Or, you can choose to use a stropping board which is also known as a honing board which can be bought or improvised by you. Using the board follows the same procedure as that of a leather strap.

One important thing to note when stropping using either technique is to facilitate the strops with a polishing compound (could be paste, powder or whatever works), it makes things much easier.

Every sharpening process is necessary and therefore even the one that seems least important should be discredited. Stropping for that matter should be given equal credence when sharpening your whittling knife. Imagine whittling using a knife with a dirty edge? It will obviously not perform as well as a one with a clean edge would. Using a knife with a ‘dirty’ edge will increase the frequency of sharpening thus wearing the knife out much quicker. So learn to strop your knives after sharpening to improve the quality of its performance as well life span.

It is advisable that novices be very careful when sharpening, honing and stropping. Therefore if you are a beginner ensure that you learn the basic knife sharpening and also be keen when performing any of the three techniques. Otherwise, you will end up damaging your knife or even injure your hand and fingers while doing it wrong.

Cleaning, oiling, and lubrication

Always keep your knife clean after each use. When you clean, make sure to include all parts of the knife such as the blade, handle, pivot points, etc. Any remains of wood on the blade may affect the proper functioning of the knife. For cleaning, you can hold the knife under running water, but try not to soak the knife in water. This will cause moisture to retain in your knife and damage it.

After cleaning, the knife should be thoroughly dried. There should not be any traces of moisture as otherwise, it may lead to rusting of the knife. Never put whittling knives in a dishwasher because it will cause the knife to be in contact with moisture for too long and may lead to the development of rust.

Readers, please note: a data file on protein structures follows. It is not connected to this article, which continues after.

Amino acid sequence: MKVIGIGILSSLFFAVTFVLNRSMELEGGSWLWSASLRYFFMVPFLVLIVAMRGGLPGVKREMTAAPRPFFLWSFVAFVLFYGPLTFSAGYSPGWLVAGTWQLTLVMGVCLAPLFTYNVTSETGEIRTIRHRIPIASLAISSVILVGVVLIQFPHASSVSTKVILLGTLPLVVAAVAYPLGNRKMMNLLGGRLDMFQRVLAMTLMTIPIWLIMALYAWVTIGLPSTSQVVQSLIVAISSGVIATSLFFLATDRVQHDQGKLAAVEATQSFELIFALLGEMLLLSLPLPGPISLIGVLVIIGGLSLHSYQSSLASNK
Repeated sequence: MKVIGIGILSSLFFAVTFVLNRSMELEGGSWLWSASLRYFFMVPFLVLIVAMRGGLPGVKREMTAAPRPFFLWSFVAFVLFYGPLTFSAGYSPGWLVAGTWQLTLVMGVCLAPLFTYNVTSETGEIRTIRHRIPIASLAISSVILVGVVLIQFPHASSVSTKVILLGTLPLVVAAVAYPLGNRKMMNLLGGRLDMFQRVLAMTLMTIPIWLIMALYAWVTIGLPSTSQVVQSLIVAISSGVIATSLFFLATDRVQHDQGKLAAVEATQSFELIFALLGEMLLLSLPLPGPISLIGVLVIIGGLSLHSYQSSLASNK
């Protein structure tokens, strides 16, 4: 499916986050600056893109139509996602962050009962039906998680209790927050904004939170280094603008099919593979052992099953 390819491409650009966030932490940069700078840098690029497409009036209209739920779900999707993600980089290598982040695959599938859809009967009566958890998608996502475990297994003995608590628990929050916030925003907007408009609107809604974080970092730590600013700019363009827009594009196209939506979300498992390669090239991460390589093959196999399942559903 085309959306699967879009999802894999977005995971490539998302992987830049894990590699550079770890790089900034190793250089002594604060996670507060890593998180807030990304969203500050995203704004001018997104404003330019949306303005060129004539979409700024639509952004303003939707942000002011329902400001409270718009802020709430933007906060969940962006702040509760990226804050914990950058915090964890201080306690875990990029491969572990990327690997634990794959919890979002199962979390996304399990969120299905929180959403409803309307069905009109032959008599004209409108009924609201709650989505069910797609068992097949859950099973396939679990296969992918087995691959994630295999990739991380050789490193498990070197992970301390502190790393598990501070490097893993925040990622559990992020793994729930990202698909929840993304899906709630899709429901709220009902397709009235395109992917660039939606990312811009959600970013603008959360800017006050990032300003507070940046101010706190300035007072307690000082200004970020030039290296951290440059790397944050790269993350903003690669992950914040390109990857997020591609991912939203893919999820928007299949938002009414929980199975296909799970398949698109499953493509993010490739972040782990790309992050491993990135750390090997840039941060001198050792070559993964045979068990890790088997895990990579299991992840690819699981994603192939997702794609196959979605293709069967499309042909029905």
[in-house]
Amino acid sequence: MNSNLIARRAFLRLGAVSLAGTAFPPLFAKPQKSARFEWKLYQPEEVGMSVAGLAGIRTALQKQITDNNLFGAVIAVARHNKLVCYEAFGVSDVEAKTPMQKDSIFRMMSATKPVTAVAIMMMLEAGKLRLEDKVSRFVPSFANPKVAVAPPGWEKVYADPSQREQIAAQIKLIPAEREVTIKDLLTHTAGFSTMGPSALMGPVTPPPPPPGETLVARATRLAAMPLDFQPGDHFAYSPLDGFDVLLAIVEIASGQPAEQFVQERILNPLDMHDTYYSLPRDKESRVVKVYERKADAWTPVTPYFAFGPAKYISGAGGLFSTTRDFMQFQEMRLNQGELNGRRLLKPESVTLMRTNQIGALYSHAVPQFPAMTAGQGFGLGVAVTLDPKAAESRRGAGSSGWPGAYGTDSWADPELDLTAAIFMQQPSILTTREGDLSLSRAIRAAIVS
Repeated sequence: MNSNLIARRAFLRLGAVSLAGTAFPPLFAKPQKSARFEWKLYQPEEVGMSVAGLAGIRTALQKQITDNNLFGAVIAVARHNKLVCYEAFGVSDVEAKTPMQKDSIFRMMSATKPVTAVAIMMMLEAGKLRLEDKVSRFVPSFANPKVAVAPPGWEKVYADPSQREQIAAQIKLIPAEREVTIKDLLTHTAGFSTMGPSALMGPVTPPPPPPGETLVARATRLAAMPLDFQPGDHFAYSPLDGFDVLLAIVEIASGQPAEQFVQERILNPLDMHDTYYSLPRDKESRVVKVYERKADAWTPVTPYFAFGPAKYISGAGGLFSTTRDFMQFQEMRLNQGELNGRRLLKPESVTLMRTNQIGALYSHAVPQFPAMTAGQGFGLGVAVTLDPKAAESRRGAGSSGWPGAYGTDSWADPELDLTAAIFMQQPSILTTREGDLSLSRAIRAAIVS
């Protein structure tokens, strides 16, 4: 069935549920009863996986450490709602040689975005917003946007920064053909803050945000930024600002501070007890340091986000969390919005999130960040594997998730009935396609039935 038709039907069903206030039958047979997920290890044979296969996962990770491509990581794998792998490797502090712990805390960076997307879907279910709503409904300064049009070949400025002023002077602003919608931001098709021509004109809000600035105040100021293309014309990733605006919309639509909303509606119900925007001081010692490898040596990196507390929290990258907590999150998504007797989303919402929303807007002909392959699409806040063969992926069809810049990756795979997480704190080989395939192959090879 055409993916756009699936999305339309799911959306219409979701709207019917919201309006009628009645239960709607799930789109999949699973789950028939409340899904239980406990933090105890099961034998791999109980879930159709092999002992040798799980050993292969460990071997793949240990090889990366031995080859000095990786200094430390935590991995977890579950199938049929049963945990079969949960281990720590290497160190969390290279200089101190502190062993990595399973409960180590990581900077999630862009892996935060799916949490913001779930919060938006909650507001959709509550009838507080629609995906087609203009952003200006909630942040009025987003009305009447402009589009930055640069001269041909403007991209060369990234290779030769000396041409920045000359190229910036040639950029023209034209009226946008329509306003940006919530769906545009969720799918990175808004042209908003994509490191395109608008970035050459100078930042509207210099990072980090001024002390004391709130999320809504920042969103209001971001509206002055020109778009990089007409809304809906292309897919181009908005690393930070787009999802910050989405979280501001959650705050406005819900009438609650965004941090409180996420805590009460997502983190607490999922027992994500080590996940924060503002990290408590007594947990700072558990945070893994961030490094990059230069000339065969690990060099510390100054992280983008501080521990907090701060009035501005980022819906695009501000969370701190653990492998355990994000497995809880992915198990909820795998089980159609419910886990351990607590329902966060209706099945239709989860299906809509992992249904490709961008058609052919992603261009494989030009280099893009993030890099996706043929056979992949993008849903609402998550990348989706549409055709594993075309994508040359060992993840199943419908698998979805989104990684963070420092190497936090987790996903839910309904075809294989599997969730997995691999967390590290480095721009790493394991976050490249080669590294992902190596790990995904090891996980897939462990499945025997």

Oiling your knife twice or thrice a year can prevent the development of rust. Any discoloration in your knife may be an indication of the starting of rust. If at all you notice any such discoloration, make sure to wipe the knife clean immediately. Regular cleaning will prevent the metal from rusting.

4. Proper storage

Knives should be stored properly, both for safety and maintenance. With whittling knives, one option is to place the knives on a magnetic strip on the wall, keeping them secure and out of the reach of young children. Alternatively, you can store them in a toolbox somewhere in your workshop where kids won’t be able to reach them

If you have to store your knife in a toolkit, be sure to buy a protective sleeve for it. This will prevent the blade from being damaged, and it keeps searching fingers in one piece.

Of importance is to ensure that before storage, the knife should be well cleaned and dry. This is to avoid rust and corrosion of the blade when stored. In this case, you can also oil the knife before storage to prevent rusting.

Conclusion

I believe this is all you need to know about whittling knife maintenance.

It is also now apparent that your whittling knife deserves your attention, especially if you're willing to invest in a good one. At a very minimum follow these 5 simple maintenance tips to care for your whittling knives properly. By properly caring for a good whittling knife, it will provide a lifetime of quality performance in your woodworking/DIY ventures.